Hunnicutt and the Carpet-Baggers
July 8, 1868
The Radicals have taken $8,000 from Hunnicutt's newspaper, New Nation, and given it to the carpet -bagger friendly newspaper, the Journal, to try and run Hunnicutt out of business.
Hunnicutt and the Carpet-Baggers. We intimated not long since that Hunnicutt, who is a far better man than any of the scabby tribe of carpet-baggers, was about to be driven from his paper, the New Nation , in order that the stream of revenue it afforded - and which, under carpet-bag manipulation, might be vastly increased - might fall into the reservoir of some hungry interloper. The New Nation of yesterday shows that we were right. Hunnicutt exposes the maneuvre by which it is attempted to dislodge him. A large amount of Government advertising - we have heard $8,000 worth - has been withdrawn from him and sent to the carpet-bag organ called the Journal, at Alexandria! In this way Hunnicutt's resources were to be dried up, and he forced to surrender. The ingenious strategist in this imitated Cyrus in turning away the river to take the city. And we fear from the signs in yesterday's New Nation that the artifice is telling - the sustentatious rivulet of the New Nation is grown small and inefficient, and the patriotic conductor of that paper is so straitened for the irrigating supply essential to his domestic economy that he cries out against his oppressors, and direfully threatens them with wrathful revenge unless they cease their war upon him and put a ligament at once around the big artery which is conveying all his official pap to his enemy in Alexandria! He tells them it is mean and baste to filch from him his just rights; and bringing, like Sancho, a proverb to his aid, he exclaims : "He who is unjust in that which is least is unjust also in that which is much." Very true; and he deliberately informs these "unjust" ones that though they may wind him up "financially," he "will see to it that they shall be wound up politically." He further informs them in this wise : " We believe the determined object of these " parties is to force us to sell out for want " of that patronage which they have, and "are wickedly and unjustly withholding " from us, and start a new paper, and keep " up their paper in Alexandria, and thus " secure to themselves the entire public " printing of the State and that of the " Federal Government. If this game be " attempted, we give all the parties inte- " rested in it timely notice that what they "make they must make soon. Let justice " be done though the heavens fall." These are brave words of the old " Hero," but there is a desperation in them which tells too plainly the sad havoc the carpetbag game has made upon his " wherewithal." He was king of the negro vote, and gave it to whom he pleased. He gave it to Underwood, we suspect, for some of this very patronage that's gone to Alexandria - all carpet-baggers and scalawags courted him - he was in high feather with them, and when the Convention met he was as proud and as confident of his power as the King of Dahomey. But the Bureau worked against him - a plot was carried out in due time which cheated him out of all the high ofiices he thought he had the pick and choice of - and now the little stream of pap upon which he has subsisted himself and his is coveted by a greedy carpetbagger, and is absolutely diverted from him. Like old Lear, he may well prefer the biting winds and frosts to "man's ingratitude," and worse than all, the ingratitude of carpet-baggers and scalawags! Poor Hunnicutt! he hasthesinof southern birth. That settles his hash. The combined army of immigrants are here, like leeches, to suck themselves full. They don't intend to give up any southern blood to any one else. They have their "whiskey ring" and their "office rings," and the smaller "rings" within those "rings," all designed to fill their pockets out of the taxes paid by those oppressed southern people over whom they are placed in violation of law, right, justice, and honor. It is desired to add a "printing ring " to their other rings, and Hunnicutt is in the way, and must be removed. No channel that opens the way to the public fise of this impoverished and insulted State must be open to anybody but those carpet-baggers, and all the chances for fraud and corruption, and the thrift flowing therefrom, must alike be confined to them. Hunnicutt may well tell them that "what they make they must make soon," for the day is not remote when they will fly back to their caverns like wolves from their prowling depredations at the approach of day. But let Hunnicutt "howl" - they don't mind him. He has parted with all his black jewels, and they don't fear him. He may cry out in his helpless and despoiled condition, " Oh, fool ! oh, dolt ! "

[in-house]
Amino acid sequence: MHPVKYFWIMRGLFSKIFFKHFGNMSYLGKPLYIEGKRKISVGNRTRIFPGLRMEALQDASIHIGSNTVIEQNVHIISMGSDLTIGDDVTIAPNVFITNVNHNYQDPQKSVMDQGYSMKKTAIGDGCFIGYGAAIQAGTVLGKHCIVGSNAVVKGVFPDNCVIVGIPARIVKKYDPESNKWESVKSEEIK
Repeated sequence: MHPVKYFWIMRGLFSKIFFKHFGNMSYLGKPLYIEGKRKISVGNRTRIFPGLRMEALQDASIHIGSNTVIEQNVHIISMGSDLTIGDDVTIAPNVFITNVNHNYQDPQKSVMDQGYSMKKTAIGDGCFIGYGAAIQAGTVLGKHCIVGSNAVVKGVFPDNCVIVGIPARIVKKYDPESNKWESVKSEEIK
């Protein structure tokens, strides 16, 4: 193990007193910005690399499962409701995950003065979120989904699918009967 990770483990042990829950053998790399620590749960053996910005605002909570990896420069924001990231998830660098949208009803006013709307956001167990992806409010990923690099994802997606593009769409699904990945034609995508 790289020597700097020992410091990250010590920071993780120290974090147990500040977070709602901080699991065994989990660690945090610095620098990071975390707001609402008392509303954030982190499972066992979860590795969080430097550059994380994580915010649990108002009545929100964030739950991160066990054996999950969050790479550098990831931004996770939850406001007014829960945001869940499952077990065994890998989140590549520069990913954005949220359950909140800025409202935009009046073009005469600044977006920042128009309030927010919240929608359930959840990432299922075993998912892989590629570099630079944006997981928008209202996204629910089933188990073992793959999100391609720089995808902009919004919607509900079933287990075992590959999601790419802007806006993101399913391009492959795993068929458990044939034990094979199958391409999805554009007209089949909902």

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“Hunnicutt and the Carpet-Baggers,” Reconstructing Virginia, accessed September 21, 2017, https://reconstructingvirginia.richmond.edu/items/show/1081.